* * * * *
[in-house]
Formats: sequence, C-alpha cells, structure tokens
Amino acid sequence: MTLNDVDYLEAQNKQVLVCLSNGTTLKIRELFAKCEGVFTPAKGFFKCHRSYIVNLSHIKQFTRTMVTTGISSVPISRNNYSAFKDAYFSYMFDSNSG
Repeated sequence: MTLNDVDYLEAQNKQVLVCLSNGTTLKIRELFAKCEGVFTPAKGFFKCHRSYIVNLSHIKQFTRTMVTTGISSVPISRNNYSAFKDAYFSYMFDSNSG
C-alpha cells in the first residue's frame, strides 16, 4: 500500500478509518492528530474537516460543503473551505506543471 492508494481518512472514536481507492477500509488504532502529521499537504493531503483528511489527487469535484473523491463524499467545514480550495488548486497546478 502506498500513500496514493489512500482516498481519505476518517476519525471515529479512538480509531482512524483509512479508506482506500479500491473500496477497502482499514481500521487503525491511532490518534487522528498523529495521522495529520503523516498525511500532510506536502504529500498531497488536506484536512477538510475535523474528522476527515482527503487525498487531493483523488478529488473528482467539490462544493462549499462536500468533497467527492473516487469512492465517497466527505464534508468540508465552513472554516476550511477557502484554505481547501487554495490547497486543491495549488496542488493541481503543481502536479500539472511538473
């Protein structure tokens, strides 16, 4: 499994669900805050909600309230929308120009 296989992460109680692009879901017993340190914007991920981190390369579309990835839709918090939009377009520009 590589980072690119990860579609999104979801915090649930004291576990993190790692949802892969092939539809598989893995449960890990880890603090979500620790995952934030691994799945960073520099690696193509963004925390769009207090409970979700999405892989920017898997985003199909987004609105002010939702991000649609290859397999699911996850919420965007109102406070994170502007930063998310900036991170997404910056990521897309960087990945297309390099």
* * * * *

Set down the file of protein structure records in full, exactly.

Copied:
[in-house]
Formats: sequence, C-alpha cells, structure tokens
Amino acid sequence: MTLNDVDYLEAQNKQVLVCLSNGTTLKIRELFAKCEGVFTPAKGFFKCHRSYIVNLSHIKQFTRTMVTTGISSVPISRNNYSAFKDAYFSYMFDSNSG
Repeated sequence: MTLNDVDYLEAQNKQVLVCLSNGTTLKIRELFAKCEGVFTPAKGFFKCHRSYIVNLSHIKQFTRTMVTTGISSVPISRNNYSAFKDAYFSYMFDSNSG
C-alpha cells in the first residue's frame, strides 16, 4: 500500500478509518492528530474537516460543503473551505506543471 492508494481518512472514536481507492477500509488504532502529521499537504493531503483528511489527487469535484473523491463524499467545514480550495488548486497546478 502506498500513500496514493489512500482516498481519505476518517476519525471515529479512538480509531482512524483509512479508506482506500479500491473500496477497502482499514481500521487503525491511532490518534487522528498523529495521522495529520503523516498525511500532510506536502504529500498531497488536506484536512477538510475535523474528522476527515482527503487525498487531493483523488478529488473528482467539490462544493462549499462536500468533497467527492473516487469512492465517497466527505464534508468540508465552513472554516476550511477557502484554505481547501487554495490547497486543491495549488496542488493541481503543481502536479500539472511538473
């Protein structure tokens, strides 16, 4: 499994669900805050909600309230929308120009 296989992460109680692009879901017993340190914007991920981190390369579309990835839709918090939009377009520009 590589980072690119990860579609999104979801915090649930004291576990993190790692949802892969092939539809598989893995449960890990880890603090979500620790995952934030691994799945960073520099690696193509963004925390769009207090409970979700999405892989920017898997985003199909987004609105002010939702991000649609290859397999699911996850919420965007109102406070994170502007930063998310900036991170997404910056990521897309960087990945297309390099």